December 17, 2007


According to numbers released in the Horseman’s Holiday issue the leading New Jersey bred money winners held up very well against other state bred programs although all trailed the lucrative Ontario sired program.

For example, New Jersey’s top money winning 2-year-old Duneside Perch earned $127,125 in State Sanction purses trailing New York’s Riggins at $185,448 though well ahead of the Pennsylvania leader Idle Hour at $79,347.

Interestingly enough, New Jersey top winning 3-year-old pacing colt Fresh Deck $277,800 eclipsed the New York leader Kenneth J at $167,602 while the Pennsylvania Leader May June Character earned $85,423.

It should be noted that Fresh Deck was the winner of the lucrative New Jersey Classic in 07 which falls into heading of an exclusively New Jersey sired race even though it’s not officially a New Jersey Sires Stake.

Yearling buyers should always note that Jersey sired yearlings are also eligible to the New Jersey Classics, Miss New Jersey, Lou Babics assorted Smith and Dancer memorials all under the auspices of the New Jersey Racing Program which also includes the State sanctioned New Jersey Sires Stakes.

This doesn’t even scratch the surface of the increments for New Jersey Owned and Sired in the overnight program especially at The Meadowlands where those overnights and early spring sire stakes serve as prime step stones to the mega stakes of summer.

An offshoot of an official discussion not too long ago inferred that some race purses would be decreased due primarily to reduced pari-mutuel handle. Which in itself is hardly surprising.

Then comes an illuminating column by Tom LaMarra in the December Hoofbeats entitled “Mystery Numbers” in which the erudite writer laments that handle figures for Harness and Greyhound Racing seem virtually unavailable while the National Thoroughbred Racing Association and Equibase seem quite able to document handle figures for thoroughbred racing.

This of course raises additional questions in terms of how harness and thoroughbred wagering handle have held up through the years and whether the harness numbers are but a fraction of what they used to be proportionately to the thoroughbred numbers. If so, where then has this handle gone?

Then comes a very interesting dissertation by Bennett Liebman entitled waiting for Godot Hanover in which he cites the several false Messiahs who have not proven saviors for the good ship Harness Racing.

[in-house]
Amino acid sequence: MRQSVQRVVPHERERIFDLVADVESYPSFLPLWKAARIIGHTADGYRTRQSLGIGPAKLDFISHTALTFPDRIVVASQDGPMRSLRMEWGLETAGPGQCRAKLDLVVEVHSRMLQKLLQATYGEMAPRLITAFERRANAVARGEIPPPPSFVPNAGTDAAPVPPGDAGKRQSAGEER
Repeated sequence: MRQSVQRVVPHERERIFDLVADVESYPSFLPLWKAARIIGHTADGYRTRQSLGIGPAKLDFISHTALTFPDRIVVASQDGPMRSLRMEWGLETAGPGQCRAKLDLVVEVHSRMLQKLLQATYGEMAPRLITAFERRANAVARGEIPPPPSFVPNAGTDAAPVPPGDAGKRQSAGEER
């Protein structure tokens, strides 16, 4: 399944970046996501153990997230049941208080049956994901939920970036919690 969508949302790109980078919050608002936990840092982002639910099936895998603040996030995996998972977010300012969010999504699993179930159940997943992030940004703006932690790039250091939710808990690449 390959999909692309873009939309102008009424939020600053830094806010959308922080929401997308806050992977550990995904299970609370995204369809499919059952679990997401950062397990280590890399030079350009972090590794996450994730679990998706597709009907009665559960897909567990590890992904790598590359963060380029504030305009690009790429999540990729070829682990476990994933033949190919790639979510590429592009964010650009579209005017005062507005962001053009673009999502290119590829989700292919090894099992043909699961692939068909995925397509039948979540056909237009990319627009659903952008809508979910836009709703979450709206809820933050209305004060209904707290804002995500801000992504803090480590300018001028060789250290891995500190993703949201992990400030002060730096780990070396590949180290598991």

Towards the end of the article is a rather innocuous but oh so provocative line which states “The problem may be that we have a product that the public isn’t buying.”
Which probably is among the answers to where has all the handle gone. If so, what do we do about it?

Fascinating disclosure some months ago surrounding a ball team’s reluctance to rip up an existing contract for a likely hall of fame candidate using the rationale of ”we can’t pay you for what you did, we can only pay for what you’re about to do” The unstated implication being that given the advancing age and accumulation of injuries, the player’s best days were likely behind him.

While at first glance it may seem as a somewhat ungrateful team posture, the resulting analogy is not so different to what breeders must often deal with when presented with superstar fillies coming off the racetrack.

It so often seems like their price tags are a reaffirmation of what they did do and were well compensated for in purse earnings-which may or may not approximate what they might do from here on in.

All one need do is read recovering colleague Ralph Succee’s expose like revisit to the Castleton dispersal which so clearly illustrates the feeding frenzy that occurred in the auction ring that fateful year and how few if any of the high priced matrons actually validated those lofty price tags down the road.

Consequently one must at least be moderately attentive the to following scenarios not all of which are etched in stone but do tend to occur with noticeable frequency

First and foremost is “she” may be tough to “get in” and “sustain in” foal at least early on in her new career. Then there’s potential buyer skepticism should that first foal fail to measure up size wise.

Secondly “she” while current to her contemporaries may not be all that genetically compatible with where the breed is likely to be at the time her foal hits the auction ring.

Thirdly inherent with her superstar status is the likelihood that her breeding career will not approximate her racing career in terms of fiscal productivity.

Fourthly any conformation flaws she herself lived with will likely be passed on to her offspring who may or may not handle said imperfections as well as she did furthering the likelihood that her breeding productivity will not approach the level of her racing productivity.

Therefore, understand you may be greeted with a slightly skeptical eye after declaring what you MUST have for the retiring super girl from those who must now make it work at the next level.

Yes, you’re a sure fire Hall Of Fame candidate but you’re approaching middle age and you have questionable knees at best.

Bob Marks



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